Tips from PAL Moms is a column at PALS Magazine where we ask you, the PAL mom, for feedback about your experience during pregnancy after loss. We ask a question on our Facebook Page and hope that you can help answer it while also benefiting from the answers, all in an effort to relate and learn from fellow moms who “get it”.


“What are you including (or did include) in your birth plan that you feel is a must for birth after a loss?”


Amber – “Immediate skin to skin with no interruptions. No one takes baby for anything until I am ready, and no visitors until I feel my husband and I have had enough time alone with baby.”

Michelle – “We told nurses about our loss experience in an ‘about us’ section so that they could be aware of our journey.”

Katariina – “PICTURES! I could NOT stress my desire for immediate birth pictures enough. There was no time during my first emergency c-section to really embrace her birth, welcome her properly and cherish the moment before she was rushed to the NICU (24 weeker). My husband was amazing with our second and captured beautiful pictures that I will cherish for a lifetime.”

Charai – “I changed my environment. Being at the birthing center, instead of a hospital, was a very homey and calming experience for welcoming my rainbow. I got to rest in an actual bed, with my husband right beside me, without being annoyed by the staunchness and hustle that often goes hand-in-hand with a hospital maternity ward. I also got more personalized care from the midwives who listened to my concerns and calmed my fears without making me feel like I was crazy.”

Amanda – “I included a sentence about the details of each of our births, including our loss. Everything else we included was pretty standard. We had one nurse in particular who really took the time to read over our plan. Most of what was in it wasn’t needed, but it also included ‘what ifs’.”

Samantha – “An emergency plan. What to do if I had a stillborn or other issue. Not something I would have thought of before loss, but I had it known what we wanted if he was born ill or dead. He was fine, but I felt comfortable knowing if the worse happened, we would have things taken care of.”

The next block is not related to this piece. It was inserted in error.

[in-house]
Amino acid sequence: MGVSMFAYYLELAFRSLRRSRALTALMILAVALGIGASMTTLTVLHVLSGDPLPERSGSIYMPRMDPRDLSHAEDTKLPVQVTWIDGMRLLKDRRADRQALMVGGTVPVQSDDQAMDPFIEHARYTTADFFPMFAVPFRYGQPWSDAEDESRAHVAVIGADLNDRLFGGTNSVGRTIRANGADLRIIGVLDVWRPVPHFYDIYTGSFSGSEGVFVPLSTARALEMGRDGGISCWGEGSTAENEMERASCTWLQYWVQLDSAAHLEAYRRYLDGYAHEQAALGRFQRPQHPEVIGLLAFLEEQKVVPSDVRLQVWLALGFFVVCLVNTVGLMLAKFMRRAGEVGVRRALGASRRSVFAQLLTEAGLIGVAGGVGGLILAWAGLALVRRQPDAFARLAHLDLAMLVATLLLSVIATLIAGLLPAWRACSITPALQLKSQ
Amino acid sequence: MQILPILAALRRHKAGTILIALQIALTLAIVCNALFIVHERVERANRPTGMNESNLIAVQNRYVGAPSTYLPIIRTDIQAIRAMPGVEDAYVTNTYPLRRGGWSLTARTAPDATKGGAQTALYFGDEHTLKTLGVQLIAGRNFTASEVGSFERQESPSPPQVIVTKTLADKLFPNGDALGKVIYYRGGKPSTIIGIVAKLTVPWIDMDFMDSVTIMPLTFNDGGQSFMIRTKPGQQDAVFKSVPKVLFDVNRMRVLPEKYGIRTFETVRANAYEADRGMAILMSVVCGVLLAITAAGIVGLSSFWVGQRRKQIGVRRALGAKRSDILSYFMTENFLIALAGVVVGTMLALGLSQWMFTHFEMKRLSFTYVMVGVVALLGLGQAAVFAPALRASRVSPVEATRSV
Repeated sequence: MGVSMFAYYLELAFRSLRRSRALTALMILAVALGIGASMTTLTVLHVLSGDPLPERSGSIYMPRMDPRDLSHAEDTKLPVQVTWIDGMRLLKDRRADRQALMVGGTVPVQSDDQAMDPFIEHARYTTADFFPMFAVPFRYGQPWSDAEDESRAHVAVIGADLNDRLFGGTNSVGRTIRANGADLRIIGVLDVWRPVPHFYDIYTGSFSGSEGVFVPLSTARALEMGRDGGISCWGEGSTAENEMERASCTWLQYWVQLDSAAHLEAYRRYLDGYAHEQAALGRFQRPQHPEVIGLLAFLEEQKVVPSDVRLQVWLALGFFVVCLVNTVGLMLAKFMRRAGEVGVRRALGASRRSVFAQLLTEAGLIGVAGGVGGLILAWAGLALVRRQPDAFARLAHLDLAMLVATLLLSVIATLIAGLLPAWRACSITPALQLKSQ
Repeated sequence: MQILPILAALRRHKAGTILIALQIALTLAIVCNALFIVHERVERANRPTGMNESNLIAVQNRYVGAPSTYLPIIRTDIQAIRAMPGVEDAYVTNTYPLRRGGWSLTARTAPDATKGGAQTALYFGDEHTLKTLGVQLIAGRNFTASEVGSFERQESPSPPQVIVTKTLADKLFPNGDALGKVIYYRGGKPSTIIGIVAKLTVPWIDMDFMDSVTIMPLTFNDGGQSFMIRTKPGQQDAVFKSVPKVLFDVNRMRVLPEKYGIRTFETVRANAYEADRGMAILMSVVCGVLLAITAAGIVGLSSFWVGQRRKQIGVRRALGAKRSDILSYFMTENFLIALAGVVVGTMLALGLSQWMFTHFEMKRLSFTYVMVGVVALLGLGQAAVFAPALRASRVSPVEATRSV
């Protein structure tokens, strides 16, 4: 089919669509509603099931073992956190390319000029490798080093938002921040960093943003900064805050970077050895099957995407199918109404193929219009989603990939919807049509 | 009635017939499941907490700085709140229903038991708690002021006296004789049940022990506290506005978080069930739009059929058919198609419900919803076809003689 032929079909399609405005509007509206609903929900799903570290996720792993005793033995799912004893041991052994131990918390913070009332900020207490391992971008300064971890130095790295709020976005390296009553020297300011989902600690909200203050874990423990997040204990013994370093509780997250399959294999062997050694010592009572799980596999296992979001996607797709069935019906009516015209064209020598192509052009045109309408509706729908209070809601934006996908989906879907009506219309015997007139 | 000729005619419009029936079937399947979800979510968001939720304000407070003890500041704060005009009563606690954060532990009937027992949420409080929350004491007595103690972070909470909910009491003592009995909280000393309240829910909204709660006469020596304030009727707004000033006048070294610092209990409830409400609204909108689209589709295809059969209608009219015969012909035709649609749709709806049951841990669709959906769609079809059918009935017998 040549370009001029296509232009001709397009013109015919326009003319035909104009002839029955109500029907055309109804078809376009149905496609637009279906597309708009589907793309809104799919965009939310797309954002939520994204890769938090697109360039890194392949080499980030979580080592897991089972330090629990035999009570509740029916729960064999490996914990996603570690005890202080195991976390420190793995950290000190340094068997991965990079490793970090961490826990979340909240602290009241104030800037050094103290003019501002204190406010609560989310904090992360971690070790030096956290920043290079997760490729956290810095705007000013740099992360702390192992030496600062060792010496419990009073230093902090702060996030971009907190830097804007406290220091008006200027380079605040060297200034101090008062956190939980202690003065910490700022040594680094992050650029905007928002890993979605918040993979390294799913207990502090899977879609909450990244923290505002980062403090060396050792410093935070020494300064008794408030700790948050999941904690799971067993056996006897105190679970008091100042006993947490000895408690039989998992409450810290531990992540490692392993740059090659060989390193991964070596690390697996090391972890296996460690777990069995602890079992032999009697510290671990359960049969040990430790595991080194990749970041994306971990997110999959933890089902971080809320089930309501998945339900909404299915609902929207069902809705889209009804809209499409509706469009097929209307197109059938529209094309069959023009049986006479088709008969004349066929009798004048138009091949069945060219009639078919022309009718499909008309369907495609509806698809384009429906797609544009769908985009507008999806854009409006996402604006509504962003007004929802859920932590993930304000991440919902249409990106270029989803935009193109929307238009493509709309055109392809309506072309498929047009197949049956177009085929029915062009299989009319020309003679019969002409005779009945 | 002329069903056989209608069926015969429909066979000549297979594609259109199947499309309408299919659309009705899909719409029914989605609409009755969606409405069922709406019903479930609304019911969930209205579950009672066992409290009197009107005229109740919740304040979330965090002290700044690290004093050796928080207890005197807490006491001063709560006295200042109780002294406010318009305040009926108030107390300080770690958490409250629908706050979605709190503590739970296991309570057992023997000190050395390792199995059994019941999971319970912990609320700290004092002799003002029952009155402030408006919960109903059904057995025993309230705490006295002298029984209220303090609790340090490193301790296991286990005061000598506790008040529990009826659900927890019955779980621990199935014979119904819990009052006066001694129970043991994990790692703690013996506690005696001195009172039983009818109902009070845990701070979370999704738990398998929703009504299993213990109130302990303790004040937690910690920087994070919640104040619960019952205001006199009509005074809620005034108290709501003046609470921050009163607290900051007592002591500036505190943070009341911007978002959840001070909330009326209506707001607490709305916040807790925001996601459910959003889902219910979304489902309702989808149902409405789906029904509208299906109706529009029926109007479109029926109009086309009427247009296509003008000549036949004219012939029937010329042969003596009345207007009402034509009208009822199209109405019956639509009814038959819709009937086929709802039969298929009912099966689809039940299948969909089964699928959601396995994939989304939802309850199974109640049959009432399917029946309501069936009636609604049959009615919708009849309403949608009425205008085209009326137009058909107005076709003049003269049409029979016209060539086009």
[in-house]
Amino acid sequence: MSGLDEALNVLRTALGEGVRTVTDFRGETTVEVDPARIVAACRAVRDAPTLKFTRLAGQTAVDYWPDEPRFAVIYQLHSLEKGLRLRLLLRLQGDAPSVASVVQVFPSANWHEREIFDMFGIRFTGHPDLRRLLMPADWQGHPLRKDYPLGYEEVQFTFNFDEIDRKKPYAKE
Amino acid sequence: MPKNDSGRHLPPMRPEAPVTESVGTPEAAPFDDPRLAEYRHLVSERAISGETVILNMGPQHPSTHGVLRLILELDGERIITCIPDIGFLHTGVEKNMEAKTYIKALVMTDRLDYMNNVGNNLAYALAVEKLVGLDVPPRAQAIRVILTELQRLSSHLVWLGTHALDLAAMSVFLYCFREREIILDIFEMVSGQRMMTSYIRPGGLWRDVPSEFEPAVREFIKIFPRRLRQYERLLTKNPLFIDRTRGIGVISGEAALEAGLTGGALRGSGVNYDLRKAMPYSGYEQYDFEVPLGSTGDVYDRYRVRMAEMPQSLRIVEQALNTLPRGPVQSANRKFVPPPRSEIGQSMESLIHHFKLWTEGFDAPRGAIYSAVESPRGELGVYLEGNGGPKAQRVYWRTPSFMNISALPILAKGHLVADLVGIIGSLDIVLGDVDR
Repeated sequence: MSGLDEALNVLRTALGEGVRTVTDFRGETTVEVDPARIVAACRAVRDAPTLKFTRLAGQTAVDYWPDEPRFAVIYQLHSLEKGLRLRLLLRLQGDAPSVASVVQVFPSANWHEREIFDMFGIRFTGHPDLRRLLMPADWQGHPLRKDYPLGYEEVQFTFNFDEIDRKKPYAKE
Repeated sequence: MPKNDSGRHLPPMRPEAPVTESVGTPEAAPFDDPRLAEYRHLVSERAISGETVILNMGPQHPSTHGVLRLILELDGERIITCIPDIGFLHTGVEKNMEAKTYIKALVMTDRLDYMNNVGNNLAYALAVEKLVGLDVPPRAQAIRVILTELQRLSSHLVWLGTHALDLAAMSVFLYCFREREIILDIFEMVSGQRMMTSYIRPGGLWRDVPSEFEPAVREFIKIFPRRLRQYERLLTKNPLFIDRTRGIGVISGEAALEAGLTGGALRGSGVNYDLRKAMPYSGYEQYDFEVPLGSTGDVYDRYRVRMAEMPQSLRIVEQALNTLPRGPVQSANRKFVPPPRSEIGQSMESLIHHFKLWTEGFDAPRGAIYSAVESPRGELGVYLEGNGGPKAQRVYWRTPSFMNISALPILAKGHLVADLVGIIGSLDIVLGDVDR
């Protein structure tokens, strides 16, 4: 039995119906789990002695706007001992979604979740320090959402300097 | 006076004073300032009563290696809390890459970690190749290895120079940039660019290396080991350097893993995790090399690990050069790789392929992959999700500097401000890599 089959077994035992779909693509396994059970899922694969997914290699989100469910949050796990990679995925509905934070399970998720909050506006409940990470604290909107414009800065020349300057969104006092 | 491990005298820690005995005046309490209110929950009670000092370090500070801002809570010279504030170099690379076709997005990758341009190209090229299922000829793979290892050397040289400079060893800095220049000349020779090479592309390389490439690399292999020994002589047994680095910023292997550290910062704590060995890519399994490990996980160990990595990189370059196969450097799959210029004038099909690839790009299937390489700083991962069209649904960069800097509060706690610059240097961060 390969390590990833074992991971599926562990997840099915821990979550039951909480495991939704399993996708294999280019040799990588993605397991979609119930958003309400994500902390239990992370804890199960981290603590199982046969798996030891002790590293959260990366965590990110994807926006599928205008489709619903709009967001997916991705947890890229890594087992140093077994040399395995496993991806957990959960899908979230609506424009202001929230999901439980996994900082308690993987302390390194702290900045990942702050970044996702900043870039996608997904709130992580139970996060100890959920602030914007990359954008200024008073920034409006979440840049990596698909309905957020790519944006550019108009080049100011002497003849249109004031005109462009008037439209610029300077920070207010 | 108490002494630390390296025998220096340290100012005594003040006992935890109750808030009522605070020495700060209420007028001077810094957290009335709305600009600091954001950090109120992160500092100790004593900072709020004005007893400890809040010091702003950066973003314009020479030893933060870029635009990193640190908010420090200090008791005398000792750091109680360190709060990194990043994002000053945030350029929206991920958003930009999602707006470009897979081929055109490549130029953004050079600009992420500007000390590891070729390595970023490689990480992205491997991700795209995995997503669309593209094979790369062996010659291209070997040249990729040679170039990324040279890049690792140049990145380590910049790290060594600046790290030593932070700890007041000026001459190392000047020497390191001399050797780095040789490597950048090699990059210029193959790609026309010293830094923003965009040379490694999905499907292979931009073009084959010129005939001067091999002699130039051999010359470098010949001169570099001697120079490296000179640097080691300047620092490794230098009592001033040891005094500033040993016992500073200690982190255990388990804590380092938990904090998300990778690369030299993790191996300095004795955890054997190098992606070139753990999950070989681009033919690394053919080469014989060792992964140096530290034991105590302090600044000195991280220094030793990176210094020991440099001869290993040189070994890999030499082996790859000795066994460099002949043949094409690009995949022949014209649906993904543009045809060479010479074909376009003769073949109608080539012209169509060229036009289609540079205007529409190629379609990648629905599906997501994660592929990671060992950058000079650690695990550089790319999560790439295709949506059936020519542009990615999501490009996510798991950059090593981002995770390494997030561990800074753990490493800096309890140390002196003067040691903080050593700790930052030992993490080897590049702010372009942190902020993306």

Andrea – “Time ALONE!!”

Robin – “Someone automatically taking pictures of me holding my daughter. I only have the pictures the hospital photographer took that were hours after she died.

Rebekah – “No visitors. I got a birth photographer, skin to skin immediately, breast feeding immediately, and hearing my midwife tell me she is alive.”

Irene – “Music! We made a playlist when I delivered my daughter, and will make one for this new little guy as well. It keeps me calm, and I can set the mood for the experience.”

Paula – “Just get the baby out safely and alive. As we didn’t know the sex, my OH 

[other half] was the one to look and find out then tell me.”

Stacey – “I am anxious; please reassure me, explain things to me, and understand my fears.”

Jennifer – “When we toured the hospital we got emotional seeing all of the medical equipment that was out in the rooms. I planned for a natural delivery in the hospital, and we asked that all of the medical equipment not being used be moved to a closet in the room or out of the room. The staff was very helpful in this request and prepared our room while we were in triage.”

Brittany – “We told them that no one would be taking baby from us, unless of course of complications. She was perfect and making everyone aware that we had no intentions of her not being in this mom and dad’s arms was a great decision for us. Family friends and staff all respected our wishes. And that was the sweetest time. Personally, I think it helped me calm and heal a little.”

Jennifer – “I told the nurses that I was overly anxious about losing baby and the whole process, and they made sure to update me with everything that was going on when they came in. What beeps on the monitor were, etc. It was really reassuring, and I felt so good about the experience.”

Eve – “I decided I wanted to cut the cord. Our parting would be completed by me, while he was in my arms safe and alive. Also played music we had on at our Little’s cremation.”

Colleen – “I decided not have a birth plan. I knew it was best to take it as it came.”

Natasha – “No visitors until I was ready.”

Maria – “A list. After Octavia had passed I learned of different things that were available and not offered, such as recording heartbeat, Now I Lay Me Down To Sleep, and prints on almost anything. As time has gone by and I’ve met others, there is a list of things I wish I had from Octavia. So now I have a list of things I would want to do no matter the outcome.”

Amanda – “I flat-out wrote at the top, ‘This is an pregnancy and delivery after a loss. We would like this to be a healing experience for us. Please keep this in mind when you interact with us.’ I also put those words on a sign in the delivery room door. I didn’t want to have to discuss my stillbirth with every new person that came in while I was trying to focus on having a live birth.”

*To read more Tips from PAL Moms about this specific question visit our Facebook Page here and here.

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